Provide an independent forum for those who dare to read, think, speak, and write to advance the professional, literary, and scientific understanding of sea power and other issues critical to global security.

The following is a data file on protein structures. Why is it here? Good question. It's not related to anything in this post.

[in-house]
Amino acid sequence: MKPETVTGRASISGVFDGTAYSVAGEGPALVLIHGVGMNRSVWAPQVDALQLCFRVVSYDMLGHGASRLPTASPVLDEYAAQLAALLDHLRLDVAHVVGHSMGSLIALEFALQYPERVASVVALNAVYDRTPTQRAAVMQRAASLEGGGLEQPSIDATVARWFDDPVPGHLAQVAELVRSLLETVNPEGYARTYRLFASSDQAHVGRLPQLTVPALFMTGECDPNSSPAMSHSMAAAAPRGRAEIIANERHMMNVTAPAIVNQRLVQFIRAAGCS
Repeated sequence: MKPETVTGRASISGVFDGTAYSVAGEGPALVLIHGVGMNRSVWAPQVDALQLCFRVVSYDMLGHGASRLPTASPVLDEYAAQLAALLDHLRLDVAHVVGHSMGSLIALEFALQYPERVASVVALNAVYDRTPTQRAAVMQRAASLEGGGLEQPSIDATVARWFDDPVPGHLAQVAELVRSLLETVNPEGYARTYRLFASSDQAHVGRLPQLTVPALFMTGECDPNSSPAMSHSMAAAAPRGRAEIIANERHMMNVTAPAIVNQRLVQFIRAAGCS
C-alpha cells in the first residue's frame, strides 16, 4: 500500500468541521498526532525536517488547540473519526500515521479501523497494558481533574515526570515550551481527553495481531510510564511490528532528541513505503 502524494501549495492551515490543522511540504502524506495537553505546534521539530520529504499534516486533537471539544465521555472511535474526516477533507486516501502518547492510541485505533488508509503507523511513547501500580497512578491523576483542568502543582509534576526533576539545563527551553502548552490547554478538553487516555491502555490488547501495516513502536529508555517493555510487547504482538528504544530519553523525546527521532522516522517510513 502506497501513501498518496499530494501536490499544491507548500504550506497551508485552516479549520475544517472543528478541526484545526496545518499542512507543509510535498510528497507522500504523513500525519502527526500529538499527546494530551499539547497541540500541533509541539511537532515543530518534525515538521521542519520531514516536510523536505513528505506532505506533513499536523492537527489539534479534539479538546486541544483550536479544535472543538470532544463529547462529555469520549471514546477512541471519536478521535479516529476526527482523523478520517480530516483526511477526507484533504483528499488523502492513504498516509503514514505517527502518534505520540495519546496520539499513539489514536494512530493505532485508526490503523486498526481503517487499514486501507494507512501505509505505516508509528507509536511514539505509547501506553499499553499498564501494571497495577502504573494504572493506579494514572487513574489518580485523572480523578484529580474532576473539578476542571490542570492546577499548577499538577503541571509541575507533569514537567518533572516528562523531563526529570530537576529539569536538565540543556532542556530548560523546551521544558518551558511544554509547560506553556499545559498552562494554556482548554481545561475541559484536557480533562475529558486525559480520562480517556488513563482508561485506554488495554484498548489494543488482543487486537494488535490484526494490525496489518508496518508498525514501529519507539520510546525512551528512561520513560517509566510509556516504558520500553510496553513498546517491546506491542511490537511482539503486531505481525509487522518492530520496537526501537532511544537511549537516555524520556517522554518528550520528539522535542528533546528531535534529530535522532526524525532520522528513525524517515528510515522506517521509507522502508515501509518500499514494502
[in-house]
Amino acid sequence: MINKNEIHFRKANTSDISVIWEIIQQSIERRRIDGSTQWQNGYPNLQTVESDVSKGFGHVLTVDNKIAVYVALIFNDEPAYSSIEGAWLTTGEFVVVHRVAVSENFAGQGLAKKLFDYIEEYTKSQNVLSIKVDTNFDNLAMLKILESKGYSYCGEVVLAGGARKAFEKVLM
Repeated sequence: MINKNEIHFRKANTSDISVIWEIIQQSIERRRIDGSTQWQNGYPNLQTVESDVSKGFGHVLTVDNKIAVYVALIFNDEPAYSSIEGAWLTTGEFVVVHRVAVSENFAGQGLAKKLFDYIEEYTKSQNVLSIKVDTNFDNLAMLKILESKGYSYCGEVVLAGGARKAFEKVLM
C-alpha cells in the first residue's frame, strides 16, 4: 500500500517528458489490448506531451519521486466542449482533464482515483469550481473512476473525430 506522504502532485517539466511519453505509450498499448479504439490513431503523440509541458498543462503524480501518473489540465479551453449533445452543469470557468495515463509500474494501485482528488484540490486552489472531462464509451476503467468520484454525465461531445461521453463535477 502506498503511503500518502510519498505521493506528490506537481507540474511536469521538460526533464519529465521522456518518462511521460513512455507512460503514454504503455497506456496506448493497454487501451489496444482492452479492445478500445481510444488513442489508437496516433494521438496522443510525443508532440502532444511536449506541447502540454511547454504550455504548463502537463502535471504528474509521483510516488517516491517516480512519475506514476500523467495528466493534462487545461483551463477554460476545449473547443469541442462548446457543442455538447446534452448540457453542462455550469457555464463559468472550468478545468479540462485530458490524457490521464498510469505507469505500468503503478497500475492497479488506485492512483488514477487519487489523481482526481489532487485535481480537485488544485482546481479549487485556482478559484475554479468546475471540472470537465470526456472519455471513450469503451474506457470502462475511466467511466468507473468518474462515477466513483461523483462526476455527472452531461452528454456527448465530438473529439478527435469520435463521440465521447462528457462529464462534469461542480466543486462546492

In August 1943, the Luftwaffe began using radio-controlled anti-ship glide bombs and within weeks they had sunk one battleship, crippled another, wrecked two cruisers, and destroyed numerous merchant ships. Yet, a year later the Germans abandoned their use, defeated by scientists who developed electronic systems to jam the radio links that guided the bombs. Drawing on a wealth of new sources, Martin Bollinger examines what happened from both a historical and technological perspective and lays out a mission-by-mission analysis of effectiveness. Based on interviews with participants, intelligence documents, and archival records in four countries, his book chronicles the yearlong battle between the Allied seamen (the warriors) and the scientists (the wizards) for a story of courage, technical achievement, and sacrifice.